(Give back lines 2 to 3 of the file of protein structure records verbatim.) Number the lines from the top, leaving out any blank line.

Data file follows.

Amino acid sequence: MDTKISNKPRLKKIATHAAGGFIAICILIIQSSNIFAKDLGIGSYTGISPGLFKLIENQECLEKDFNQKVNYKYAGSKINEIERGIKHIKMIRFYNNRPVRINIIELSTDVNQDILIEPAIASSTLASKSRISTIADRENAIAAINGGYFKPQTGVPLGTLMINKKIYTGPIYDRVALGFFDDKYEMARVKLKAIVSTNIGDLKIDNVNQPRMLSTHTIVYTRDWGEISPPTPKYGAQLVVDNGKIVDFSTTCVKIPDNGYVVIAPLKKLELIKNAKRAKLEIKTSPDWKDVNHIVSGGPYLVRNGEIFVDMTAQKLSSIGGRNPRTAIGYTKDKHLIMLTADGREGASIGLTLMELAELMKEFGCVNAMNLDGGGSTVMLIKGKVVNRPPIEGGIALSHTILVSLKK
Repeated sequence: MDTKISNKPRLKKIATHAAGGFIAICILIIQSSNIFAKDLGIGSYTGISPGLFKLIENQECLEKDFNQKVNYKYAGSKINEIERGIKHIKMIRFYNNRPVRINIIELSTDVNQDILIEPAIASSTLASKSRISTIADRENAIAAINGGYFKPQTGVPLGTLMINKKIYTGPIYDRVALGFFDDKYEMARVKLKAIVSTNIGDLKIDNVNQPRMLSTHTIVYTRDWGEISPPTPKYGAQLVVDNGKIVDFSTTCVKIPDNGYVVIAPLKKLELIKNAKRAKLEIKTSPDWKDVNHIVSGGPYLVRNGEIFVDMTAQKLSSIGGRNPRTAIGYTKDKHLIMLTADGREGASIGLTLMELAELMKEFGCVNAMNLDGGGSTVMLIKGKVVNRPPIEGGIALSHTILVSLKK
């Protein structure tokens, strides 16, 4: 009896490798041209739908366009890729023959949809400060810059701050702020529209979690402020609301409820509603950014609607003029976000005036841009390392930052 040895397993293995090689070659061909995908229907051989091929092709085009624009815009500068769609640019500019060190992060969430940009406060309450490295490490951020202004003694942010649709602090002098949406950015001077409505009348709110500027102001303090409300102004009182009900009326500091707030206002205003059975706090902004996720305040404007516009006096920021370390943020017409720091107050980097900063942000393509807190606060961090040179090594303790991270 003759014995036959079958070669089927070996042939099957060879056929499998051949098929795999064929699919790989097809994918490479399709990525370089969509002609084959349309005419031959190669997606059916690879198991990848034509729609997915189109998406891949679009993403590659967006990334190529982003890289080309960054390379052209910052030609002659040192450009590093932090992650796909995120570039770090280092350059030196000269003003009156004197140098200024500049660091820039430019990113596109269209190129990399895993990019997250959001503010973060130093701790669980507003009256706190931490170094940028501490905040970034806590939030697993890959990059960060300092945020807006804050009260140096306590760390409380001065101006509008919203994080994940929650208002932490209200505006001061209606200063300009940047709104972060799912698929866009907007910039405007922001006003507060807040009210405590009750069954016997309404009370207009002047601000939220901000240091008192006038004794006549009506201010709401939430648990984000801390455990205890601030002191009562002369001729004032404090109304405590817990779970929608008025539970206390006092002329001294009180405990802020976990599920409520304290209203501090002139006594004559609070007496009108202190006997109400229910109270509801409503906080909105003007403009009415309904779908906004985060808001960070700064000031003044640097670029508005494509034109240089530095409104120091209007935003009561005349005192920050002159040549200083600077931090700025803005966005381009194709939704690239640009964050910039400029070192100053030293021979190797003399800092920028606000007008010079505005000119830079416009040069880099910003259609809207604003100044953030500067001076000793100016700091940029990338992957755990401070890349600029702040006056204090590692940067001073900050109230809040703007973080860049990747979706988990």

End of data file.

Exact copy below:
Repeated sequence: MDTKISNKPRLKKIATHAAGGFIAICILIIQSSNIFAKDLGIGSYTGISPGLFKLIENQECLEKDFNQKVNYKYAGSKINEIERGIKHIKMIRFYNNRPVRINIIELSTDVNQDILIEPAIASSTLASKSRISTIADRENAIAAINGGYFKPQTGVPLGTLMINKKIYTGPIYDRVALGFFDDKYEMARVKLKAIVSTNIGDLKIDNVNQPRMLSTHTIVYTRDWGEISPPTPKYGAQLVVDNGKIVDFSTTCVKIPDNGYVVIAPLKKLELIKNAKRAKLEIKTSPDWKDVNHIVSGGPYLVRNGEIFVDMTAQKLSSIGGRNPRTAIGYTKDKHLIMLTADGREGASIGLTLMELAELMKEFGCVNAMNLDGGGSTVMLIKGKVVNRPPIEGGIALSHTILVSLKK
């Protein structure tokens, strides 16, 4: 009896490798041209739908366009890729023959949809400060810059701050702020529209979690402020609301409820509603950014609607003029976000005036841009390392930052 040895397993293995090689070659061909995908229907051989091929092709085009624009815009500068769609640019500019060190992060969430940009406060309450490295490490951020202004003694942010649709602090002098949406950015001077409505009348709110500027102001303090409300102004009182009900009326500091707030206002205003059975706090902004996720305040404007516009006096920021370390943020017409720091107050980097900063942000393509807190606060961090040179090594303790991270 003759014995036959079958070669089927070996042939099957060879056929499998051949098929795999064929699919790989097809994918490479399709990525370089969509002609084959349309005419031959190669997606059916690879198991990848034509729609997915189109998406891949679009993403590659967006990334190529982003890289080309960054390379052209910052030609002659040192450009590093932090992650796909995120570039770090280092350059030196000269003003009156004197140098200024500049660091820039430019990113596109269209190129990399895993990019997250959001503010973060130093701790669980507003009256706190931490170094940028501490905040970034806590939030697993890959990059960060300092945020807006804050009260140096306590760390409380001065101006509008919203994080994940929650208002932490209200505006001061209606200063300009940047709104972060799912698929866009907007910039405007922001006003507060807040009210405590009750069954016997309404009370207009002047601000939220901000240091008192006038004794006549009506201010709401939430648990984000801390455990205890601030002191009562002369001729004032404090109304405590817990779970929608008025539970206390006092002329001294009180405990802020976990599920409520304290209203501090002139006594004559609070007496009108202190006997109400229910109270509801409503906080909105003007403009009415309904779908906004985060808001960070700064000031003044640097670029508005494509034109240089530095409104120091209007935003009561005349005192920050002159040549200083600077931090700025803005966005381009194709939704690239640009964050910039400029070192100053030293021979190797003399800092920028606000007008010079505005000119830079416009040069880099910003259609809207604003100044953030500067001076000793100016700091940029990338992957755990401070890349600029702040006056204090590692940067001073900050109230809040703007973080860049990747979706988990």